Inspired by Virginia Woolf ’s Mrs Dalloway, Ulrike Ulrich’s novel follows a varied cast of characters over the course of a single day, generating a thought-provoking portrait of the way we live now and the interplay between the personal and the political.
Alexa Albrecht, a German singer-songwriter living in Zurich who is in the process of applying for Swiss citizenship, is throwing a party to mark Swiss National Day on 1 August. It is a day when nationalist sentiment tends to run high in Switzerland – although not among Alexa and her left-leaning friends. They are critical of many aspects of Swiss society, including the anti-immigrant policies of the right-wing, populist Swiss People’s Party, and celebrate the occasion in a semi-ironic way. Alexa is planning to sing her own version of an old Swiss folk song at the party; her new lyrics feature a pair of young lovers who are separated when one of them is deported to Albania.
The novel offers insights into the lives of several of the guests at the party, including Alexa’s friend Zoltan, a married man and father who teaches German to refugees. Kamal, one of Zoltan’s best students, fled his native Tunisia after he was persecuted for being gay. He has now been refused asylum in Switzerland and is classed as an illegal immigrant. Kamal asks Zoltan if he can stay with him, but Zoltan refuses – he has started to have feelings for Kamal, and is afraid he won’t be able to hide it any longer if they are living under the same roof. With nowhere to go, Kamal wanders the streets of Zurich, terrified of being picked up by the police. He ends up jumping into the river and nearly losing his life. The narration charts Zoltan’s moving realisation that he is in love with Kamal and cannot keep it a secret any longer – he goes on to confess his feelings to his wife.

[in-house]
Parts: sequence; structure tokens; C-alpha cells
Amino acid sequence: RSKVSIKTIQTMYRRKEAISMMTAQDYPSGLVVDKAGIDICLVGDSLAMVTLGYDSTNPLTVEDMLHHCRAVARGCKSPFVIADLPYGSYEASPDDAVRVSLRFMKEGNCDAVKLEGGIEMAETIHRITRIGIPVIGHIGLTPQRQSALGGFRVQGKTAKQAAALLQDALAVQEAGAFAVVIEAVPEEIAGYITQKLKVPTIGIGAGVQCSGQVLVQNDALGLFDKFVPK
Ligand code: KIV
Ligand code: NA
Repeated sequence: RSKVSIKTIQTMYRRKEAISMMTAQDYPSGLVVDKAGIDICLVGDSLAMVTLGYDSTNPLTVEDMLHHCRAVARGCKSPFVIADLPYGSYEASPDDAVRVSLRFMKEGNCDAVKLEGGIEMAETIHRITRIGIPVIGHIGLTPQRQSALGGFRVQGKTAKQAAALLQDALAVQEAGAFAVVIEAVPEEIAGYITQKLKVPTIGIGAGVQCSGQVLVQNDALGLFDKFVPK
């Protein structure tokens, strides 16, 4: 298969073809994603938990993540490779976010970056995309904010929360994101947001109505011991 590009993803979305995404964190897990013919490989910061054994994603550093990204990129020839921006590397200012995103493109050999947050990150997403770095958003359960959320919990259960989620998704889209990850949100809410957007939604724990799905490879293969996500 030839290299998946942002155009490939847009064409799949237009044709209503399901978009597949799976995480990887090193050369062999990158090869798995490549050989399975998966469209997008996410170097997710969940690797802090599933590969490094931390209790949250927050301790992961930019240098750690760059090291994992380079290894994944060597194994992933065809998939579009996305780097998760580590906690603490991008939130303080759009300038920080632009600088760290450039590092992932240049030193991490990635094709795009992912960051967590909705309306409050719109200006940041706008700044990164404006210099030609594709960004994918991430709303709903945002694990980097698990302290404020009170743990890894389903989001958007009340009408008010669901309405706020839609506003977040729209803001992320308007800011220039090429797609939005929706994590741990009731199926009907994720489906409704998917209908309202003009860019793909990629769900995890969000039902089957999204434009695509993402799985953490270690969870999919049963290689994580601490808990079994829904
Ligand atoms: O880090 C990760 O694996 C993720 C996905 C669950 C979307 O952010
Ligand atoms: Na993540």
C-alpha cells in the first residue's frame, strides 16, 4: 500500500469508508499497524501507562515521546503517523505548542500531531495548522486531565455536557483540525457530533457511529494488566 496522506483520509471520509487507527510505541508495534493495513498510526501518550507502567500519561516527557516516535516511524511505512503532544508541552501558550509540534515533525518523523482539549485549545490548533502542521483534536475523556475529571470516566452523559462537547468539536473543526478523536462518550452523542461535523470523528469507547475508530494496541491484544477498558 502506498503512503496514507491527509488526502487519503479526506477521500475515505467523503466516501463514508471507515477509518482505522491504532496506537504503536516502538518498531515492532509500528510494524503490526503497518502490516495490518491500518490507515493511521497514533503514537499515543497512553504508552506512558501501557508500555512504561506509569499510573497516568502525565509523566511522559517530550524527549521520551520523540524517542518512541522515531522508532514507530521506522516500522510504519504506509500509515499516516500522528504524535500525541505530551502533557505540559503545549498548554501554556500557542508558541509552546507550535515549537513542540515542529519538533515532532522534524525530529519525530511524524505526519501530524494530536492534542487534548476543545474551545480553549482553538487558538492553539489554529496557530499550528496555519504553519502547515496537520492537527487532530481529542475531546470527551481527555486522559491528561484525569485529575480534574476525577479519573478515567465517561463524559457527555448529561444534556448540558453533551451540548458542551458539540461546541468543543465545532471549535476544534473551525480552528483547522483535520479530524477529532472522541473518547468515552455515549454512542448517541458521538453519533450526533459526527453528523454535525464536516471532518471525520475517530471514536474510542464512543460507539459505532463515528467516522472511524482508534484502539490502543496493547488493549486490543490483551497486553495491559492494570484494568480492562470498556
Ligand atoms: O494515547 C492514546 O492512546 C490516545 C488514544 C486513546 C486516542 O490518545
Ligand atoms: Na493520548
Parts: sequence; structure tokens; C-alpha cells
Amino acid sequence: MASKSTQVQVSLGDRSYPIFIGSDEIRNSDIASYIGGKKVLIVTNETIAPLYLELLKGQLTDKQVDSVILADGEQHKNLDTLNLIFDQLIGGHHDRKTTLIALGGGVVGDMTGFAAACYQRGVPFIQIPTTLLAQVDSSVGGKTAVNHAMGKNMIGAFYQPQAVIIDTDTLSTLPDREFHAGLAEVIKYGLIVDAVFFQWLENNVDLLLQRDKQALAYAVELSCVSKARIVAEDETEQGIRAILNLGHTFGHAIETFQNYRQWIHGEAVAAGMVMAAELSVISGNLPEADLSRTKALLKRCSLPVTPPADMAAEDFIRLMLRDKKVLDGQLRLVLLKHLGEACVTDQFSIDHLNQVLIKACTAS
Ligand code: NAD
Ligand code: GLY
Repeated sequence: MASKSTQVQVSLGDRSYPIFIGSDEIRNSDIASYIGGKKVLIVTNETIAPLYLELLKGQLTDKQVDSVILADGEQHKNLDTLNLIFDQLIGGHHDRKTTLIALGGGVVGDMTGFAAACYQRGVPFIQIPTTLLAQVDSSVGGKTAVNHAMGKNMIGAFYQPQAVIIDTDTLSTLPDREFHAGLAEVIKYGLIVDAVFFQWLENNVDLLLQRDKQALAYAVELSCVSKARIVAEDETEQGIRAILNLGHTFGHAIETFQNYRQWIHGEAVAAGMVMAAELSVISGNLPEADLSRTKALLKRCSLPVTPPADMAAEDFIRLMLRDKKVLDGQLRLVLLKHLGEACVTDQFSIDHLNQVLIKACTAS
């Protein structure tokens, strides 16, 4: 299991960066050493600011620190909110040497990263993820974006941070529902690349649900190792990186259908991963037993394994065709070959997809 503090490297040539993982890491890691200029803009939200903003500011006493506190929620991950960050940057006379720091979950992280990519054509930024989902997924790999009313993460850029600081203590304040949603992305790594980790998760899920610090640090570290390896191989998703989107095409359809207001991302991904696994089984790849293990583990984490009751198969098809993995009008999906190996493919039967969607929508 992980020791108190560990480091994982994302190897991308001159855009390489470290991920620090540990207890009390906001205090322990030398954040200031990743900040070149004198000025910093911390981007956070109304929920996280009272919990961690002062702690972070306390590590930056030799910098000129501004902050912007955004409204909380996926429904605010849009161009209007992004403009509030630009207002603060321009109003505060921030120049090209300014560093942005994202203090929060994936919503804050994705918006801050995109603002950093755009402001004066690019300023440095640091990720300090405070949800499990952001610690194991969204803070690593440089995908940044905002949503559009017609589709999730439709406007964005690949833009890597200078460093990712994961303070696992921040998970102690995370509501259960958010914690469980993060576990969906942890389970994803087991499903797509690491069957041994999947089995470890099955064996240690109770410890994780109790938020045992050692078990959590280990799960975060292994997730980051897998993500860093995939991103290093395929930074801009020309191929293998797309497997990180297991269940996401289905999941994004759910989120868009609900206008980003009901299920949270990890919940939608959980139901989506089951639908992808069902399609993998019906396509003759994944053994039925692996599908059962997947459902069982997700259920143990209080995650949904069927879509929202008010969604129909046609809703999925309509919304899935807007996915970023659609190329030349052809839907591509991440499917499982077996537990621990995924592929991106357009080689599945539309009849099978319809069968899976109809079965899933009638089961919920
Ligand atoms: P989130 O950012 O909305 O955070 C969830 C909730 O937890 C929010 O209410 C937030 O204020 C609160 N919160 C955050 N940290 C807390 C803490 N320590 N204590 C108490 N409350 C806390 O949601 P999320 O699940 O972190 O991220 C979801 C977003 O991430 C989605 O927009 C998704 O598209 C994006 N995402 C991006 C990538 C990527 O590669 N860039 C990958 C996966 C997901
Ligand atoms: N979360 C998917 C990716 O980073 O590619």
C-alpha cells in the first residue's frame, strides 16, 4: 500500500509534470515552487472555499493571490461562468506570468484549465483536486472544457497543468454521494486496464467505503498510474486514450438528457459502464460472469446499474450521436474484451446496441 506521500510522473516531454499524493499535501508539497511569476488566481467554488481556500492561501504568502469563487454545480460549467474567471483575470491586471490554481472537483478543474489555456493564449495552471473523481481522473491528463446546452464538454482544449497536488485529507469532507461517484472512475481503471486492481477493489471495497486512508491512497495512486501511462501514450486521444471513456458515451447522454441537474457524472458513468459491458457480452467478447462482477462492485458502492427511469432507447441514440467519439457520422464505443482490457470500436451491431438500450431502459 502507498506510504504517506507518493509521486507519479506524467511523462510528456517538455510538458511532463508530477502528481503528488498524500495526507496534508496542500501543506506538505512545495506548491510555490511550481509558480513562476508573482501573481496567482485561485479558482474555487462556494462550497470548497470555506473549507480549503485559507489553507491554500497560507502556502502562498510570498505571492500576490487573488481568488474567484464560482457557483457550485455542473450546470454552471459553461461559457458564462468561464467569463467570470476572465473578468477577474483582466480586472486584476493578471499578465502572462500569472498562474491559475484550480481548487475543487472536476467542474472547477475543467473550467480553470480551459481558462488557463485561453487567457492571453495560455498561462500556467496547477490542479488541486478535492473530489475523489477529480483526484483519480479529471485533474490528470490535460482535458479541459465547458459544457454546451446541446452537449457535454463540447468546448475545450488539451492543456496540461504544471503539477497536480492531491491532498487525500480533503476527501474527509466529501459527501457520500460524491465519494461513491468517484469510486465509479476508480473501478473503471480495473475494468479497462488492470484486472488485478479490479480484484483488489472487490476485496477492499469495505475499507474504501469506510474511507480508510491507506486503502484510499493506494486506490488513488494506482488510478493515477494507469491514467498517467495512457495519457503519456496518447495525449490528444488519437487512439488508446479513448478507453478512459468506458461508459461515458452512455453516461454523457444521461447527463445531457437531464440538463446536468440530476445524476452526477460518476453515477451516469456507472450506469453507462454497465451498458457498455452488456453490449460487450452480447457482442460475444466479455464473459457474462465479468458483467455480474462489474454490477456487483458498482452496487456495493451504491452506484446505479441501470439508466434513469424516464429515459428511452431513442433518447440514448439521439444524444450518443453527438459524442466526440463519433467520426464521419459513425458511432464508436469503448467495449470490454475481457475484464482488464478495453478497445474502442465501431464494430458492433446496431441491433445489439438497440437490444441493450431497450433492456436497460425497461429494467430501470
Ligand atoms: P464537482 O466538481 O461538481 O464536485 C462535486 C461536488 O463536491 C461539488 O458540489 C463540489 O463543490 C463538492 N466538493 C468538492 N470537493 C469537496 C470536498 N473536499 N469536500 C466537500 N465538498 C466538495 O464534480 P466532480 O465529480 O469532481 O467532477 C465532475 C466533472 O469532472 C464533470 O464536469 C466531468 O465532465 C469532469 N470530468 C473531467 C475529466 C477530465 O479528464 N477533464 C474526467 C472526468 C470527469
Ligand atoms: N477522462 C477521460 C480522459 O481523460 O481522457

While We Were at the Party explores key issues affecting people’s lives in Europe today, including migration, xenophobia, right-wing populism, nationalism and identity, as well as delving into the characters’ interpersonal relationships and emotional lives. The novel has important things to say about current trends in European society and will resonate with English-language readers who are concerned about English nationalism and rising intolerance. A thoroughly enjoyable read with a compelling narrative and well-drawn characters, the novel will appeal to readers of Ali Smith’s ‘state of the nation’ series of seasonal novels.